For the employer, the law is mostly on their side when it comes to creating a vaccine policy. This policy will have to make some choices with its workforce. One of the first issues to arise when the vaccines are available easily is, does a company or business mandate all its employees being vaccinated. Since the law IS on their side, one can easily see how this mandate will be used and the employee will not have much choice. In fact, the choice a business may give is that, get the vaccine or do not work here.
Businesses that wish to avoid this Draconian approach to its employees will probably use the incentive approach to get employee compliance. This will most likely come in the fashion as receiving a monetary bonus and\or additional vacation days if the employee elects to get the vaccine. This approach might be the most successful, but what if the employee has a valid reason based on medical or religious grounds? This is going to be a sticky situation to deal with or any other unforeseen exceptions in getting the vaccine injection.
Some businesses may not even care if their employees are vaccinated or not, but then, how is the Covid-19 virus being controlled? Will other vaccinated employees be unwilling to work with those not vaccinated and would the business reveal this to protect those in order to protect its workforce?
Besides all the above, will employees continue to mandate masks be worn since most vaccines require a second dose weeks later. As employees gossip, revealing whether they got the vaccinated or not, how will HR handles situations where a vaccinated employee is in the same department of one who refused? One can easily hear the arguments and how HR may turn to mandating vaccinations to avoid this. Will the business protect the rights of their employees or opt to just make a policy forcing its employees to get a vaccine or not work there (much like mask mandates many businesses employ. An employee has no choice if they wish to work there).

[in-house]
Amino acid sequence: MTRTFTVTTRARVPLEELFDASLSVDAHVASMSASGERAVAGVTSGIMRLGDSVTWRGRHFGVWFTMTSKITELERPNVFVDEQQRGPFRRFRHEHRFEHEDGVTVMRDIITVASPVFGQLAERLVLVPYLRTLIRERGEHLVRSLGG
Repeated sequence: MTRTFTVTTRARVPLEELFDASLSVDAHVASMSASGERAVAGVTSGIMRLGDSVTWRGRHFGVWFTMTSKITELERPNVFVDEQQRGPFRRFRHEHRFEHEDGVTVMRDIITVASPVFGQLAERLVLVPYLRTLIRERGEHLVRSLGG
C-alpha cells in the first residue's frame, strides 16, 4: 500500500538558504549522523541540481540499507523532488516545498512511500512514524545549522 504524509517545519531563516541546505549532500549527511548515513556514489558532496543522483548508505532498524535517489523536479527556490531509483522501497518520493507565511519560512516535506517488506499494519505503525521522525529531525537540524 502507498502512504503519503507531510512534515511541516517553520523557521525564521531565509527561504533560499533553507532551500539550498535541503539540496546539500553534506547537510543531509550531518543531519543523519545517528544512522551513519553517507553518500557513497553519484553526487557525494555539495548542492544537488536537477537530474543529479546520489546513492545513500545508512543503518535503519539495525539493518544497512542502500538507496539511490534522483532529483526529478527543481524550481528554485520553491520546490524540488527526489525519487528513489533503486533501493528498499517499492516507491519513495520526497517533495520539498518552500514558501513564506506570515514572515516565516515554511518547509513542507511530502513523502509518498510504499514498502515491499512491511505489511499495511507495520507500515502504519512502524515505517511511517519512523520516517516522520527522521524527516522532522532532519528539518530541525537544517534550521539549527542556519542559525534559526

What about subtle discrimination issues? How? Whether a potential candidate applies for a job online or paper, a business can ask whether they have been vaccinated (much like schools do) and easily bypass them in job consideration if they have not. The business can state that it is simply part of the requirements, much like skills and experience. If a business does not ask this, during the oral interview, this may come up. If the answer was no and the reason given is one of mistrust of the vaccine itself (not religious or medical), this could be a mark against you when others have been vaccinated even if HR tells you otherwise. There would be no way to know. One might call this discrimination but it is not really as the business has a right to protect its workforce. Even a religious or medical reason for not taking the vaccine could be construed badly by HR. Again, it would never be known as HR would only tell you, "It was not a good it".
As one can see, the vaccine hold great promise but how businesses deal with issue and their employees or applicants is still undetermined.